1. This is a revision against the judgment and decree passed by the learned Additional District Judge of Rohtak dismissing the appeal and affirming the decree of the trial Court which was passed after recording a compromise.
2. On 19-7-1948, Des Raj and others brought a suit for partition of the land in dispute situate in village kiloi in Pana Maidan. As there were numerous defendants in the suit they applied under Order 1, Rule 8, Civil P. C., and got four persons, Dharama, Suba, Charidar Bhan and Molar, made representatives for the defendants. On 24-8-1948, an application for compromise was made in the Court of the trial Judge and on behalf of the defendants Dharama, Suba and Molar thumb marked the compromise. On the same. day statements of the parties were recorded and again on behalf of the defendants, Dharama, Suba and Molar put down their thumb marks. The learned Senior Subordinate Judge thereupon passed an order recording the compromise and passed a preliminary decree for partition in terms of the compromise. He also appointed a local commissioner for the purpose. Chander Bhan, the fourth representative of the defendants, was served on 24-7-1948. but he did not appear, and from the record it does not appear that he took any interest in the suit.
3. Chander Bhan on behalf of himself and on behalf of the other co-sharers of the Panna took an appeal to the Court of the District Judge on 19-11-1948. Along with the Memorandum of appeal an application which is dated 8-13-1948, was filed by Chandar Bhan asking to be allowed to file and pursue the appeal on his own behalf and on behalf of other persons under Order 1, Rule 8, Civil P. C. This application was opposed by the plaintiffs and was on one occasion dismissed in default. Evidently anapplication was filed for its restoration and on 26-7-1950, the learned Additional District Judge dismi&sed; the appeal as being frivolous, on the ground that the object of the appeal was to delay the partition proceedings, and I take it that impliedly the leave to appeal was also dismissed. Chandar Bhan then came up in revision to this Cqurt and asked for leave to file a revision. Rule was issued by me on 30-11-1950. Counsel for the petitioner submits that the learned Additional District Judge acted without jurisdiction in not giving a proper decision and in not considering the matter which was raised before him. The points for determination in this case really are many and before I come to the order of the Additional District Judge I must consider, whether the order passed by the Senior Subordinate Judge was in accordance with law or not.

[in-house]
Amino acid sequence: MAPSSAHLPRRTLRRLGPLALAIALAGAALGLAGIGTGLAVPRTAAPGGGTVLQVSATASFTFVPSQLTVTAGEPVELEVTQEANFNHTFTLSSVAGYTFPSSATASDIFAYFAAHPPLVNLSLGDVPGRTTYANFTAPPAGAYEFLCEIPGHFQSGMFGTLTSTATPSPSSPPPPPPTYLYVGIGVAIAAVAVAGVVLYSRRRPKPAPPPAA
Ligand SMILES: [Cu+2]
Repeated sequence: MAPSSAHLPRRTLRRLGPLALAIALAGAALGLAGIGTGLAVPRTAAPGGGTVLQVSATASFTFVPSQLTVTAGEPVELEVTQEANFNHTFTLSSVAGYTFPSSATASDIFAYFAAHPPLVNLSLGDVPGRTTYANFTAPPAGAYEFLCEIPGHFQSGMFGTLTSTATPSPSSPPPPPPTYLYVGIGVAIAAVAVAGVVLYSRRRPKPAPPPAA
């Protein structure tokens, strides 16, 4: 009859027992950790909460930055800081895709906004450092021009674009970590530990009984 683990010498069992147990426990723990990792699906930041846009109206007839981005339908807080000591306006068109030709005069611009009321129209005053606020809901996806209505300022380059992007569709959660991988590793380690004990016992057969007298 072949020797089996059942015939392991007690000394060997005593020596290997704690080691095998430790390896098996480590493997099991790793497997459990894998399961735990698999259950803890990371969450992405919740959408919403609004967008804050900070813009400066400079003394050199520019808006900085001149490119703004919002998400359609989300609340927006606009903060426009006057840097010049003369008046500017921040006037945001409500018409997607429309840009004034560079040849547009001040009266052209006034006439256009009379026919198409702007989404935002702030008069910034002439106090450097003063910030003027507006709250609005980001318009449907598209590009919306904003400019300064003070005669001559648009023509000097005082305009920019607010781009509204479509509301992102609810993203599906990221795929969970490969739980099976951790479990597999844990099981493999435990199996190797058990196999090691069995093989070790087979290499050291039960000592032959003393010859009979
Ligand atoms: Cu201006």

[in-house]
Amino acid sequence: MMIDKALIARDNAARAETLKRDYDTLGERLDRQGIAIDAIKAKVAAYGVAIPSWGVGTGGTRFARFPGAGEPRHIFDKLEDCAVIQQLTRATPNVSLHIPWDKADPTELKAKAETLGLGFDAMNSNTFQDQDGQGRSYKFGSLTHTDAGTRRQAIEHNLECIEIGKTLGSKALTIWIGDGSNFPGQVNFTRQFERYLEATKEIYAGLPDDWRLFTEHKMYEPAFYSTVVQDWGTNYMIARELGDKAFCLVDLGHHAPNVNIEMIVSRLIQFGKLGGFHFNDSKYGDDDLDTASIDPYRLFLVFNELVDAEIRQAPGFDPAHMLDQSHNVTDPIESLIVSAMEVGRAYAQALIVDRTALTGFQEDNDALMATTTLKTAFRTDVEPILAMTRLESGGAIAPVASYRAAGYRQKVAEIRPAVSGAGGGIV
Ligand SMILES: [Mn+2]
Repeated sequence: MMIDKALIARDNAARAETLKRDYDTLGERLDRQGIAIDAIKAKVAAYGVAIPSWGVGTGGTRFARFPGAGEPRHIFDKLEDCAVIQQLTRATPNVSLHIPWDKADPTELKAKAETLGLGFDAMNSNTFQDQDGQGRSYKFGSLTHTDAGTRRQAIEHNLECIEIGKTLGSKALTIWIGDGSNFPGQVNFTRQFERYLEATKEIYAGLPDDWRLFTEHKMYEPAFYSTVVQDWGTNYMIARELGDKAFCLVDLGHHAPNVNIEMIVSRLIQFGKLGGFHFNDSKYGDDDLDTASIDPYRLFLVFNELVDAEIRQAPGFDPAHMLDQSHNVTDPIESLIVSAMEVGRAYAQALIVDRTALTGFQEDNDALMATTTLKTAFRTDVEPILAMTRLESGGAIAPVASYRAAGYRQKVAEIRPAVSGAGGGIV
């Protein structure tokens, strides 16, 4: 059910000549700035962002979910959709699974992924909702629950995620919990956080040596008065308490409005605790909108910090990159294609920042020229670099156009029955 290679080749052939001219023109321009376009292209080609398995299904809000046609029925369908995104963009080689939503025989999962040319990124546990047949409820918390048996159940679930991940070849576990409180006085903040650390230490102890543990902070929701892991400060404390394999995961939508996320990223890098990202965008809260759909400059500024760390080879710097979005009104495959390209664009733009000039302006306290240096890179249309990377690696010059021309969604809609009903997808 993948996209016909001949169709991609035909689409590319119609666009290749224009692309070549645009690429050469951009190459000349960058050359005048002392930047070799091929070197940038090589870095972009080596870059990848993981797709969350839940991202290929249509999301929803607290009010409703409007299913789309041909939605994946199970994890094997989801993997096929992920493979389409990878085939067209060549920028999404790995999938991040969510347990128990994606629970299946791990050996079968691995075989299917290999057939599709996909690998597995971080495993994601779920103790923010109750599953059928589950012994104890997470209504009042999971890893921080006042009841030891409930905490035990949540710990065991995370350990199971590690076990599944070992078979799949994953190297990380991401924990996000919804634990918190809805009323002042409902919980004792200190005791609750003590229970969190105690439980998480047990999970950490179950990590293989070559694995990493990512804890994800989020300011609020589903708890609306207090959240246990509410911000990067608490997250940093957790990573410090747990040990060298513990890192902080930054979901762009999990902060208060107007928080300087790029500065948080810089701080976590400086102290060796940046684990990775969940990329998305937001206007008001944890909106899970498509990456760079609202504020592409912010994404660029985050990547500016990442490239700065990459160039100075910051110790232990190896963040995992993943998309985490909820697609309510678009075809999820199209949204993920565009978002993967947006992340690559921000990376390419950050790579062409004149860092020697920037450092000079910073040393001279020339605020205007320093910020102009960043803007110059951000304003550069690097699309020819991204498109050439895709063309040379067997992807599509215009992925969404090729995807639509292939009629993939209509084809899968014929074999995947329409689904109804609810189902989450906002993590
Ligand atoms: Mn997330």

4. Four persons had been appointed representative on behalf of the defendants. Of them only three were acting. It appears to me that it was not brought to the notice of the learned Judge that of the four persons, who had been appointed under Order 1, Rule 8, Civil P. C., to defend the suit, only three had agreed to the compromise. Even if these four persons were to act In their individual capacity three of them could not compromise the suit for partition on behalf of the four, much more in the case of a representative suit where they were representing such a large body of persons.
5. Mr. Shamair Chand submits that in a suit under Order 1, Rule 3, Civil P. C., no compromise can be entered into without the leave of the Court, and in support he relies on 'In re Calgary and Medicine Hat Land Co. Ltd., Pigeon' v. The Company', (1908) 2 Ch 652 at p. 659, where Cozens Hardy M. R. said :
'This is a representative action jn which a judicial decision on any question of construction or other matter arising in the action will bind all the members of the class represented by the plaintiff. Rules of Court provide for this. But if the plaintiff cannot compromise without the sanction of the Court (Order 16, Rule 9A), still less can he voluntarily give any of the rights to which the persons whom he represents. are admittedly entitled. He cannot elect on their behalf to take less than they are admittedly entitled to.'